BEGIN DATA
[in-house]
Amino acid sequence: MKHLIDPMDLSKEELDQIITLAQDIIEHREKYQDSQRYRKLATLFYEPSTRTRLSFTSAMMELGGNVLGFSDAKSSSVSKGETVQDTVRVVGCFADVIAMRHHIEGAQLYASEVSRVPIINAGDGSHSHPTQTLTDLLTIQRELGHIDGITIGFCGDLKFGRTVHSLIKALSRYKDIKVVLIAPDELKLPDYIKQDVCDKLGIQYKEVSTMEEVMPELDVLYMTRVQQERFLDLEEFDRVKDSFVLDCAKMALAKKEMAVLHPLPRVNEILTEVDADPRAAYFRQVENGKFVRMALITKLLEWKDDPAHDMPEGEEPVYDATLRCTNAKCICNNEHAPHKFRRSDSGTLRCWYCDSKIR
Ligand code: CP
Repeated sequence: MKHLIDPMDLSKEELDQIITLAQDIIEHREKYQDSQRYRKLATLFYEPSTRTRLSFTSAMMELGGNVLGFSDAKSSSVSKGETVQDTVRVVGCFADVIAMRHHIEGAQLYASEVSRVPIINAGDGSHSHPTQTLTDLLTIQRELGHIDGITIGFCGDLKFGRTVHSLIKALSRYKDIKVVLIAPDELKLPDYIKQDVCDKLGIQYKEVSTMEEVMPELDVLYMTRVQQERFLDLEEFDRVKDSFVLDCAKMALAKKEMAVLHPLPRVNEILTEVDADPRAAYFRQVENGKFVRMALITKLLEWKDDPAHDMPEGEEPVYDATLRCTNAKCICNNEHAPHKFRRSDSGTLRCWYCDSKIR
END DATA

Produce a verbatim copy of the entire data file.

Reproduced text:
[in-house]
Amino acid sequence: MKHLIDPMDLSKEELDQIITLAQDIIEHREKYQDSQRYRKLATLFYEPSTRTRLSFTSAMMELGGNVLGFSDAKSSSVSKGETVQDTVRVVGCFADVIAMRHHIEGAQLYASEVSRVPIINAGDGSHSHPTQTLTDLLTIQRELGHIDGITIGFCGDLKFGRTVHSLIKALSRYKDIKVVLIAPDELKLPDYIKQDVCDKLGIQYKEVSTMEEVMPELDVLYMTRVQQERFLDLEEFDRVKDSFVLDCAKMALAKKEMAVLHPLPRVNEILTEVDADPRAAYFRQVENGKFVRMALITKLLEWKDDPAHDMPEGEEPVYDATLRCTNAKCICNNEHAPHKFRRSDSGTLRCWYCDSKIR
Ligand code: CP
Repeated sequence: MKHLIDPMDLSKEELDQIITLAQDIIEHREKYQDSQRYRKLATLFYEPSTRTRLSFTSAMMELGGNVLGFSDAKSSSVSKGETVQDTVRVVGCFADVIAMRHHIEGAQLYASEVSRVPIINAGDGSHSHPTQTLTDLLTIQRELGHIDGITIGFCGDLKFGRTVHSLIKALSRYKDIKVVLIAPDELKLPDYIKQDVCDKLGIQYKEVSTMEEVMPELDVLYMTRVQQERFLDLEEFDRVKDSFVLDCAKMALAKKEMAVLHPLPRVNEILTEVDADPRAAYFRQVENGKFVRMALITKLLEWKDDPAHDMPEGEEPVYDATLRCTNAKCICNNEHAPHKFRRSDSGTLRCWYCDSKIR